You’ve heard it a million times. Got an audition? Do your research!
But it donned on me that this may not be common knowledge. I think it’s different for everyone in small ways, but here is an overarching list of things that are commonly considered “the research” part of this job.
- This should go without saying but if it’s a TV show that already exists, you go watch the latest season of the show. You should be able to pick up on the general tone from 2-3 episodes. Sometimes this sucks because it ruins plot lines from a show you haven’t actually watched yet. But thems the brakes kid.
- IMDb Pro search the executive producers, director, casting director, and other major names listed on the audition info. I’d say showrunners for TV shows are most important, but you’ll start to notice trends. Like all the same producers worked on their last 3 shows together and they were all around the same tone or genre. This is especially helpful for pilots when there are no past shows to watch. For films, the writer and director or producers probably worked on previous things. Go watch one. Just having a general understanding of people’s past work (and any trends that exist in it) is another small piece of the puzzle that makes you more knowledgeable in the room. Also, a true compliment (if you really know and enjoyed some of their past work) is always appreciated.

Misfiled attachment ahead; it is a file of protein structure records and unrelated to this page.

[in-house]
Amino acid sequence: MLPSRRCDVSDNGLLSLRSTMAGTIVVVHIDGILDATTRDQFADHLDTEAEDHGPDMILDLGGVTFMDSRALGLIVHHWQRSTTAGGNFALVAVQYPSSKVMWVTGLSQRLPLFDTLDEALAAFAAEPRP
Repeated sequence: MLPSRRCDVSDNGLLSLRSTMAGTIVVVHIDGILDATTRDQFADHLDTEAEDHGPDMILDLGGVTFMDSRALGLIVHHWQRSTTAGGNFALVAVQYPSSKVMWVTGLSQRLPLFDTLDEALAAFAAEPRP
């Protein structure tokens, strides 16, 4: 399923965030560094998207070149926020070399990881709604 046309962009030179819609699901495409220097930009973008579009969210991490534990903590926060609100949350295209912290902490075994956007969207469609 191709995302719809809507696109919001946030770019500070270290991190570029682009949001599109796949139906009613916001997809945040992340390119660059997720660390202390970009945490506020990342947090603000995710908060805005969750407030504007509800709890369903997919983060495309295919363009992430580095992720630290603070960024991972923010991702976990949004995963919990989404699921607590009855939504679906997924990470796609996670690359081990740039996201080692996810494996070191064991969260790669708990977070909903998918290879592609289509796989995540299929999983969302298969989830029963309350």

- A Deadline.com search is also helpful. As is a general Google. I did this recently for an audition and found an article where the producers of a pilot I was going out for did an interview about a previous project they had together. They were really candid and kind in this interview. And when I was in my callback with them I felt so comfortable because I kinda felt like I knew them…if that makes sense.
- Now after some general searching and watching (all of which can be done from the comfort of your home!) is the time to read the script, if you have been given one. Why wait? The context in which you read the story and specifically the lines in your brain will stick with you. If you read it first as a dark drama and then find through research that it’s a dramedy and there are more moments for comic relief, your brain will open up a whole new way of hearing the lines, the characters will be right there on the page for you to play with, and you won’t have to second guess yourself that you’re creating all this extra stuff because you’re familiar with the materials before even reading them.
And now is the fun part…where you get to act! Go and play!